Participation in the research project by a medical practitioner was ‘professional conduct’ as it was connected to his professional practice.
It was relevant that the practitioner was invited to participate in the research project because of his skills as a medical practitioner.
A breach of privacy in the course of participation in the research project was professional misconduct.
A recent decision of the ACT Civil and Administrative Tribunal considered whether a medical practitioner’s involvement in a research project constituted professional conduct and if so, whether his conduct amounted to professional misconduct.
The ACT Tribunal recently found a medical practitioner guilty of professional misconduct while engaged as a research assistant.
There had been disagreement between the practitioner and the lead researcher concerning the manner in which the research was being conducted and reported. Following this dispute, the practitioner wrote to four former patients stating their medical treatment details were being made available outside of the hospital. There was in fact no evidence that this was true. Complaints made by the practitioner in relation to the manner in which the research was being conducted by the lead researcher had been independently investigated and dismissed.
It was alleged the practitioner had breached privacy by disseminating information he was provided with as a result of his involvement in the research project to persons and/or entities outside the project research team.
The Tribunal was required to consider whether conduct arising from the research project was connected to his professional practice. The practitioner submitted that the conduct was not connected to his medical practice because his involvement in the research project was as a statistician.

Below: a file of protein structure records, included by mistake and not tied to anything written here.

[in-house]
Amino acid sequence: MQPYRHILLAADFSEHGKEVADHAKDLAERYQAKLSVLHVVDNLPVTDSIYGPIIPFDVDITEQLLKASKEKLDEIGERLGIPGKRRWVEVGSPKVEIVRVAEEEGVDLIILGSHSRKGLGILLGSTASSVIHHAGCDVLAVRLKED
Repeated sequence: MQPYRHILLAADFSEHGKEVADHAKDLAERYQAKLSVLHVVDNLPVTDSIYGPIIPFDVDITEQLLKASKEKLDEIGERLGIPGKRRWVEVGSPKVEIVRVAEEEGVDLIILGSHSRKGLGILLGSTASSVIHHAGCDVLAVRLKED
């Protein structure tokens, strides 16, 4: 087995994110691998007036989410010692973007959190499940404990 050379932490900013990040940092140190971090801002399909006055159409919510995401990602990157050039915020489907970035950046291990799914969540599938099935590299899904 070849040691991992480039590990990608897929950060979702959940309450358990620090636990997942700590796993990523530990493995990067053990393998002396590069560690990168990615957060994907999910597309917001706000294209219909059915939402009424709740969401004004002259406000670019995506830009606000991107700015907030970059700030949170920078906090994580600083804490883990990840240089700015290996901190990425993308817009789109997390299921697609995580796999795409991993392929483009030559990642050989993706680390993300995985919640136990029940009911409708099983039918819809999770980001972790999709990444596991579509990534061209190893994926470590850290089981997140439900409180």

The Tribunal found that the nature of the obligations placed upon the practitioner when conducting research within a medical context was professional conduct. This wass due to the operation of Chapter 11 of the Doctors’ Code of Conduct, the NHMRC code and the ACT Health Research Practice Policy. The practitioner was not invited to participate in the research exclusively because of his skills as a statistician but also because of his skills as a medical practitioner.
The Tribunal concluded that the practitioner engaged in professional misconduct by breaching obligations in clause 11 of the Doctor’s Code of Conduct, breaching Principle 9 of the Health Records Act and acting inconsistently with the Information Privacy Principle 11 of the Privacy Act by disseminating information he was provided with as a result of his involvement in a research project to persons and/or entities outside the research project team. Principle 9 and Principle 11 were binding upon the doctor by the operation of clause 11 of the Doctors’ Code of Conduct, the NHMRC Code and the ACT Health Research Practice Policy.
Post by Karen Kumar